Linux on a Compact with Linksys

I have installed Linux Mandrake 6.5 on my spare Compaq computer.  I have hopes to network it with my e-machine which is running Windows 98 version one.

My question relates to the installation of the Linksys EtherFast 10/100 Lan Card, on my Compaq running Linux Mandrake.  I have been given the following directions and have also tried everything I know(which seems to be very little at this point), to find my networking solution.

1)  logg in as root type and enter "mount -t msdos/dev/fd0/mnt"


2)  then type and enter "cd linux"

3)   type and enter "cd tulip.c/usr/src/linux/net/inet"

4)  type and enter "gcc -DMODUAL-D_KERNEL_ -l/usr/src/linux/net/inet-WALL-Wstrict-prototypes-O6-c tulip.c [-f/usr/include/linux/modversion.h]&& echo-DMODVERSIONS"

5)  Type and enter "Cp tulip.o/lib/modules/kernel_version/net"

6)  Type and enter "Depmod -a" and then "Modprobe tulip.o


WOW!!!

Anyway, after I log into Mandrake in the KDE mode, I open the Konsole.  When I try to complete step number 2), Linux replys with, "No such file or directory".  It appears to be "overlooking" my floppy drive, which contains the disk with the tulip driver??  Can you give me some specific guidence?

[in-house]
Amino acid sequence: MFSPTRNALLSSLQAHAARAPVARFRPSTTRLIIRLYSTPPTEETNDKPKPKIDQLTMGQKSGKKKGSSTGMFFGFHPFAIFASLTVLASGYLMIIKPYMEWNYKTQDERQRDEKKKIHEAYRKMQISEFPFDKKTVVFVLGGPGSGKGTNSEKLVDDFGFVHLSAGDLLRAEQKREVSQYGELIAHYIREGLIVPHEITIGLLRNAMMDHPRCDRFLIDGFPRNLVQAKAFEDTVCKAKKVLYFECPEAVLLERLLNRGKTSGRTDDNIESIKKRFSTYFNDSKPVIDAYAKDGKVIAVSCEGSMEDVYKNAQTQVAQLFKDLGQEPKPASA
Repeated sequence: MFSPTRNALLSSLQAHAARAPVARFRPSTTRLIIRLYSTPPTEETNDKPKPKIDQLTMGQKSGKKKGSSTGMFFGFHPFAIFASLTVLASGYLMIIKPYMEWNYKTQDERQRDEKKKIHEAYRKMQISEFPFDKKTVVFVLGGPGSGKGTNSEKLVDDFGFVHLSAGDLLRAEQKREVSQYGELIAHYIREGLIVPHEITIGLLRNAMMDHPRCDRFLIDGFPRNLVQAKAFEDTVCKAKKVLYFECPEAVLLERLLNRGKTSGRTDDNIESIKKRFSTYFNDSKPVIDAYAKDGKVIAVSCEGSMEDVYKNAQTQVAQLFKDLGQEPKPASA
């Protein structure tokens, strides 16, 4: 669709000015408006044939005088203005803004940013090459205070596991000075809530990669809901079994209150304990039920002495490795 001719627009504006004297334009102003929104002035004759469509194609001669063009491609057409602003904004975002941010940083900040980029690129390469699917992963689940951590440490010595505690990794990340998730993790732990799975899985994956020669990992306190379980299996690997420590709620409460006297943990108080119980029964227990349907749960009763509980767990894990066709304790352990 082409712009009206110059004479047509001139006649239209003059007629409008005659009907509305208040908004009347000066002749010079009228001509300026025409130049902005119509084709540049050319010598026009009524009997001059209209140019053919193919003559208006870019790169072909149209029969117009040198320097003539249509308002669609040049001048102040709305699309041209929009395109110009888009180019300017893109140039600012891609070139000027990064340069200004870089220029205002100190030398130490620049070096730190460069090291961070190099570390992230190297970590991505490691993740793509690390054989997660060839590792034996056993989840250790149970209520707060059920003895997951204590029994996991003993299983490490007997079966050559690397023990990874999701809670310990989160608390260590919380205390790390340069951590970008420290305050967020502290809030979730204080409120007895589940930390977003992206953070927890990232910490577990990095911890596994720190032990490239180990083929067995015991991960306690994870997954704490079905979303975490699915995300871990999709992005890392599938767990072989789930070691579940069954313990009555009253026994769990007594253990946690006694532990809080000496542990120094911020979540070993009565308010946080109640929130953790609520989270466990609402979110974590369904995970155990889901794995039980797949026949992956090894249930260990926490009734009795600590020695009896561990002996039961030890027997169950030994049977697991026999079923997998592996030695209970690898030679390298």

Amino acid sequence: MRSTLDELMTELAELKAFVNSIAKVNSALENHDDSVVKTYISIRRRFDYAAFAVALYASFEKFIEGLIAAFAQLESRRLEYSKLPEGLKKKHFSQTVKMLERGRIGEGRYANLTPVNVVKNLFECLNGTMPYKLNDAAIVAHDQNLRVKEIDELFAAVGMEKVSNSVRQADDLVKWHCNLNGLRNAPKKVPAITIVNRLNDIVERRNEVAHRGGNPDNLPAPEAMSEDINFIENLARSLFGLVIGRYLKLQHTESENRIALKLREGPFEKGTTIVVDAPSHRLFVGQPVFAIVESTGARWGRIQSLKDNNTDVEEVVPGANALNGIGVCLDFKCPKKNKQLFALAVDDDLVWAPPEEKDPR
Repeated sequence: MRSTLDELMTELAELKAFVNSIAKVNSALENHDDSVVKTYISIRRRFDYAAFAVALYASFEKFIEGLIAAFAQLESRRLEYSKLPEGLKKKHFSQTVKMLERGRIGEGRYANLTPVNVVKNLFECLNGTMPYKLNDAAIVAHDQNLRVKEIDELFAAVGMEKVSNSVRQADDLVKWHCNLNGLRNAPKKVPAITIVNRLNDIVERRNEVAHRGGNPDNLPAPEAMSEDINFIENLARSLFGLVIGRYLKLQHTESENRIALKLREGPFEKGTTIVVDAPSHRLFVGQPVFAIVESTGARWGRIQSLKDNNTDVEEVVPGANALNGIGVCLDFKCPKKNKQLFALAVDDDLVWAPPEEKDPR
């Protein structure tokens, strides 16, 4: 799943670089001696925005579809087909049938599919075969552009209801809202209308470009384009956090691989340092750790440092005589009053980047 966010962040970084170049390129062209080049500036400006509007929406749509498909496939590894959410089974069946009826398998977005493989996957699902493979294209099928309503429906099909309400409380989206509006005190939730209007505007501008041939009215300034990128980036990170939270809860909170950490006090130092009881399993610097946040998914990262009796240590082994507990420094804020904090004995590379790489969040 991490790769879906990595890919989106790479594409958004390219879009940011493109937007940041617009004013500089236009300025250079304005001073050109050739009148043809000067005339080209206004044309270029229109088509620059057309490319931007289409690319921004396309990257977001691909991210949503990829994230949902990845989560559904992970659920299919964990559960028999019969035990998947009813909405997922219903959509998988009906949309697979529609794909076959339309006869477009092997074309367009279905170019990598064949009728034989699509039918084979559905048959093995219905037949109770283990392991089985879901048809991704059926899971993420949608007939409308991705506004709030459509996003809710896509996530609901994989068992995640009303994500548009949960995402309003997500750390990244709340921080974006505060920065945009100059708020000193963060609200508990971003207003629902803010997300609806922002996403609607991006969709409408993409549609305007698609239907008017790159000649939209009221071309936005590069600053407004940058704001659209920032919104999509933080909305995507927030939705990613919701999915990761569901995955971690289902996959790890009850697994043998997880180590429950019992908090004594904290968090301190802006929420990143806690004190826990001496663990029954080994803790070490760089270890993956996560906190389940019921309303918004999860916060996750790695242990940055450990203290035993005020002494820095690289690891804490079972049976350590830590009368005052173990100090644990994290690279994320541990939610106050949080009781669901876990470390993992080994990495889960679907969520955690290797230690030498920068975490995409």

Any help is appreciated!

Thanks,

Jason
browerjasonAsked:
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biardCommented:
Uh, Did you install the card before you installed Linux?  If so, it should have automatically loaded the tulip driver.  If not, you should still be able to do it without loading it as a module.  It ought to be compiled into the kernel.  From a shell prompt run the command:

netcfg

This should open the network configuration control panel.  Click "Interfaces" and if there is not any eth* interfaces (where * is a number) listed, choose "Add" and then choose "eth".  Continue the configuration.  Give your card an ip address like 192.168.1.1 and make up a domain name for your intranet as well.  Also, select the option to start the interface at boot time.  After you are done, save the changes.  Then, highlight the interface eth0 in the list and click "activate".  Then, from a shell prompt, type the following command:

ping 127.0.0.1

You should see packet transfers.  This ip address corresponds to the local machine (i.e. sending info to itself).  If you get responses, you are all set.  Otherwise, there may be other things to configure.
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browerjasonAuthor Commented:
Yes, thank you very, very very, much!!
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